Category Archives: national news

Bump stocks banned: it’s a start

The U.S. Justice Department has acted — finally! — on a measure that well could start us down a more rational, sane world regarding firearm regulation.

DOJ announced it is going to implement a ban on bump stocks, those devices that turn semi-automatic firearms into fully automatic killing machines.

While the nation has been fixated since Valentine’s Day on the Parkland, Fla., high school massacre, let us remember an earlier slaughter.

A lunatic opened fire in Las Vegas with a semi-auto rifle he had converted into a machine gun, killing 59 people attending a music festival at Mandalay Bay Hotel and Casino. He eventually killed himself.

The debate over bump stocks was joined immediately.

Is this measure going to strip legitimate firearm owners of their right to “keep and bear arms”? Not in the least. It is going to potentially deter future madmen from doing what the Las Vegas shooter did, which is turn a semi-automatic rifle into a virtual weapon of war.

In announcing the Justice Department directive, though, we had to leave it to Donald Trump to lay blame on his made-up nemesis, Barack Obama, for “approving” bump stocks.

Trump’s tweet is sort of correct, at a certain level. The decision to allow bump stocks was done at an administrative mid-level at the Bureau of Alcohol, Tobacco and Firearms. The president or the attorney general, Eric Holder, had no direct input on the deliberations being undertaken.

Leave it to Obama’s successor, though, to forgo a forward-looking statement and to assess blame on someone else on a problem that needed to be fixed.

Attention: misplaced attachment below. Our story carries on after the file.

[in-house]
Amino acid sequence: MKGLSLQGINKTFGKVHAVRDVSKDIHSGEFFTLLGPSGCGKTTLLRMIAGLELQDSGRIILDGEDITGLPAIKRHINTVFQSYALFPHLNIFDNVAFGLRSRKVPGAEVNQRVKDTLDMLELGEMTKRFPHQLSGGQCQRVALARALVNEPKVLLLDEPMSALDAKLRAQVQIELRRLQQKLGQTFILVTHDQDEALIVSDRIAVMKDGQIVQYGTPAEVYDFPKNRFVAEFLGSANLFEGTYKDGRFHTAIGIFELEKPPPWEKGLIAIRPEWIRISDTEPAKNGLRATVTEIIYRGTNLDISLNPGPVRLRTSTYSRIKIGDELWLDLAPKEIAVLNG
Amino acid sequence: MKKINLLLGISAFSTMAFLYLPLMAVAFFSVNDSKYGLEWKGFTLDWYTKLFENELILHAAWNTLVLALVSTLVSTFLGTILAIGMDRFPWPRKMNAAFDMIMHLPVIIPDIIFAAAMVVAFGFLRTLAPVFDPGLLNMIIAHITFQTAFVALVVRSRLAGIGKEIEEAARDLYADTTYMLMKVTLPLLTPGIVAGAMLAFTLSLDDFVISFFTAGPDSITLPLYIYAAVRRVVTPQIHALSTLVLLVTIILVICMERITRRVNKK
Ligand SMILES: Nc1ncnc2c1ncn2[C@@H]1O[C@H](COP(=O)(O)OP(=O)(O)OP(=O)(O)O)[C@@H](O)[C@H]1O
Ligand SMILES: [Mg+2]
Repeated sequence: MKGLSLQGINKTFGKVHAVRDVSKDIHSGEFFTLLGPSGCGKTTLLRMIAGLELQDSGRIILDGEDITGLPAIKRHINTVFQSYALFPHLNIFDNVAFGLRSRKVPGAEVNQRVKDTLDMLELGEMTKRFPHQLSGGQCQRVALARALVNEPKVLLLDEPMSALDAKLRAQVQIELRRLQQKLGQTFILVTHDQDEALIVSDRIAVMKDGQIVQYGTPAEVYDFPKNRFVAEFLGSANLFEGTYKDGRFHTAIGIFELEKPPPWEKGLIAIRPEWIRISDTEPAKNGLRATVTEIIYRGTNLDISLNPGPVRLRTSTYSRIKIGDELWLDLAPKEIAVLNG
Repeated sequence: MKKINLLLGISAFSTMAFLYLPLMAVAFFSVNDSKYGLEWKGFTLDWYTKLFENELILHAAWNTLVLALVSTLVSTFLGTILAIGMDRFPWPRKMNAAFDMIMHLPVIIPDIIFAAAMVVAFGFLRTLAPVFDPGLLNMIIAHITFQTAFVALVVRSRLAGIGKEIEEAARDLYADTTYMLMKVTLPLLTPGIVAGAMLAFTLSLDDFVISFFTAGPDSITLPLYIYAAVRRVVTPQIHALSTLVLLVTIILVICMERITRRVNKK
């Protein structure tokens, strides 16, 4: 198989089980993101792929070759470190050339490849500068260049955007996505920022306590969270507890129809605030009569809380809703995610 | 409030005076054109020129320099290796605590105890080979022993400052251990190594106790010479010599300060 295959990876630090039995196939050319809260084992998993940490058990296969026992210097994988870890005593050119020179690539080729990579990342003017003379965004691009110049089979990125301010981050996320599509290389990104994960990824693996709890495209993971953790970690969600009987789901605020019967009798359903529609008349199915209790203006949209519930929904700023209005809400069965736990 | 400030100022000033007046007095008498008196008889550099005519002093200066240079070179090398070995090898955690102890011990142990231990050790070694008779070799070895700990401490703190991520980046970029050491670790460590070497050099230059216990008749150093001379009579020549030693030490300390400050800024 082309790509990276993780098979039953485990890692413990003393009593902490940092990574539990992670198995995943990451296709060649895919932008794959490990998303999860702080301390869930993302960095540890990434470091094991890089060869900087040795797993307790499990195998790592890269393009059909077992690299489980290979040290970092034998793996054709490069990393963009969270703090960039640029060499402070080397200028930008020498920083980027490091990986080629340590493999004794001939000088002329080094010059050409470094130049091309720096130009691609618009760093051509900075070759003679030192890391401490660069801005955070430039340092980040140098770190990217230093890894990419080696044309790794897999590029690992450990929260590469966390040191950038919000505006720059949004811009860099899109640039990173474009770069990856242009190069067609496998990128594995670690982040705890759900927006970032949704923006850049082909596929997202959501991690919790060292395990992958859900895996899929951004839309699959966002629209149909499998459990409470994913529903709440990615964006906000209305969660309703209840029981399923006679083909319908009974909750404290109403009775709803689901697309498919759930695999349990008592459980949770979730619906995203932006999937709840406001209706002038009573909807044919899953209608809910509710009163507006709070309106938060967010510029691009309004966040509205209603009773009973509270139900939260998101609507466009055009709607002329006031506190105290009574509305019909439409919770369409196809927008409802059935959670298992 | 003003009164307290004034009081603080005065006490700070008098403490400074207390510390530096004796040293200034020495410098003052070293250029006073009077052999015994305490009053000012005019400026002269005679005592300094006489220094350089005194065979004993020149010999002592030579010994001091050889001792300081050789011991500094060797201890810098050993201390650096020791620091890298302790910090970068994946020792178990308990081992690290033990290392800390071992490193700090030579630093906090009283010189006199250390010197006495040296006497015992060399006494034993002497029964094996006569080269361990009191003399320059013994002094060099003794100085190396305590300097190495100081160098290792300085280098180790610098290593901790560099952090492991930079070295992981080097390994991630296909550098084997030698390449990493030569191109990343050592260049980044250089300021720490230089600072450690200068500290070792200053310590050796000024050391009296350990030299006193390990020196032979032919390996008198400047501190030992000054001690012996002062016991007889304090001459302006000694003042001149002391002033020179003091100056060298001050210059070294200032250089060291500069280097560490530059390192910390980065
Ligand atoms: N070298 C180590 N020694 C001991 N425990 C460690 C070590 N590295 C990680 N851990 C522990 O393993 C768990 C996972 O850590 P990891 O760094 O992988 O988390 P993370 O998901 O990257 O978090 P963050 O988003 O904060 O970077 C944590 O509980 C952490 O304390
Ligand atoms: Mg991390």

So, the Justice Department has acted. It will ban bump stocks. It will seek to prevent gun owners from creating machine guns.

This is by no stretch of anyone’s imagination a decision that launches us down any sort of slippery slope. It makes sense.

Trump still doesn’t get his ownership of issues

This comes as no new great news flash. I’ve known it all along. So have you.

Donald Trump today demonstrated with absolute clarity that he doesn’t understand a fundamental tenet of governing. It is that effective governance at the highest levels is a team sport.

The president signed that $1.3 trillion omnibus spending bill. While announcing his signature this morning, Trump laid some heavy lumber on Congress, namely congressional Democrats. He blamed them for wanting to gut our military; he blamed them for opposing reforms on illegal immigration.

He blamed Congress for sending him a huge bill that “nobody has read,” yet he signed it anyway. Trump said he’d “never sign” another bill like this ever again.

What one never hears from this guy is that he is a player, too, in government’s fits and starts, its occasional paralysis. He does not fathom how effective government is supposed to work. It is designed to bring the executive branch and the legislative into the same room, to reach common ground, to compromise where possible.

Does this individual get it? No. He doesn’t. Trump continues to lay blame at everyone else’s feet. He continues to assert that the other guys are at fault. The other guys, in this case, are lawmakers of the other party.

The president’s business background did not prepare him for the delicate nature of legislating and negotiating with legislators. He’s always been the Big Man in Charge. It’s always been his game to win.

I keep circling back to this fundamental shortcoming in Donald Trump’s shocking ascent to the presidency: His entire professional career was centered solely, exclusively on self-enrichment, on self-aggrandizement and self-promotion.